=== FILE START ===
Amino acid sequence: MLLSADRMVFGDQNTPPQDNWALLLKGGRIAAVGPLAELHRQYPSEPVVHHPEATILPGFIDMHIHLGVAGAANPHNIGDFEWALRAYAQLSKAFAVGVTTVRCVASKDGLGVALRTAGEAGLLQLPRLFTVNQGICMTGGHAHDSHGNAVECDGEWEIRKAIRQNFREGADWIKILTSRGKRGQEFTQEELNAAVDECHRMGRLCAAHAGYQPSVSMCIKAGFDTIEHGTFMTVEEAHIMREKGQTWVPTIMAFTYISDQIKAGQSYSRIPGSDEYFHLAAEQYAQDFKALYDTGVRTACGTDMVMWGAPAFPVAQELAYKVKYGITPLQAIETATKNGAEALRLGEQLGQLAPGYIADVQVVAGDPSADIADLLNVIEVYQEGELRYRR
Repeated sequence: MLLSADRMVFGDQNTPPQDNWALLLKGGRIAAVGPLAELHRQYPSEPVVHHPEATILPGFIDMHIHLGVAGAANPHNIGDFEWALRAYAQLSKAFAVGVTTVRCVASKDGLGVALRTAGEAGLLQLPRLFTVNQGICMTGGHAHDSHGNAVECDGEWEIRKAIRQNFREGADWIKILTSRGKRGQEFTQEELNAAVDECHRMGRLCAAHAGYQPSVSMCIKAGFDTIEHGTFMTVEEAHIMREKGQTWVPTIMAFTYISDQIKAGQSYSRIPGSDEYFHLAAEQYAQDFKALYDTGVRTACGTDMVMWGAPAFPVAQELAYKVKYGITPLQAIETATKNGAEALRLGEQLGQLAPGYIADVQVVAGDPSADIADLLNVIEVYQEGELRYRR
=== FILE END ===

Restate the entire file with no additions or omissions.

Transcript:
Amino acid sequence: MLLSADRMVFGDQNTPPQDNWALLLKGGRIAAVGPLAELHRQYPSEPVVHHPEATILPGFIDMHIHLGVAGAANPHNIGDFEWALRAYAQLSKAFAVGVTTVRCVASKDGLGVALRTAGEAGLLQLPRLFTVNQGICMTGGHAHDSHGNAVECDGEWEIRKAIRQNFREGADWIKILTSRGKRGQEFTQEELNAAVDECHRMGRLCAAHAGYQPSVSMCIKAGFDTIEHGTFMTVEEAHIMREKGQTWVPTIMAFTYISDQIKAGQSYSRIPGSDEYFHLAAEQYAQDFKALYDTGVRTACGTDMVMWGAPAFPVAQELAYKVKYGITPLQAIETATKNGAEALRLGEQLGQLAPGYIADVQVVAGDPSADIADLLNVIEVYQEGELRYRR
Repeated sequence: MLLSADRMVFGDQNTPPQDNWALLLKGGRIAAVGPLAELHRQYPSEPVVHHPEATILPGFIDMHIHLGVAGAANPHNIGDFEWALRAYAQLSKAFAVGVTTVRCVASKDGLGVALRTAGEAGLLQLPRLFTVNQGICMTGGHAHDSHGNAVECDGEWEIRKAIRQNFREGADWIKILTSRGKRGQEFTQEELNAAVDECHRMGRLCAAHAGYQPSVSMCIKAGFDTIEHGTFMTVEEAHIMREKGQTWVPTIMAFTYISDQIKAGQSYSRIPGSDEYFHLAAEQYAQDFKALYDTGVRTACGTDMVMWGAPAFPVAQELAYKVKYGITPLQAIETATKNGAEALRLGEQLGQLAPGYIADVQVVAGDPSADIADLLNVIEVYQEGELRYRR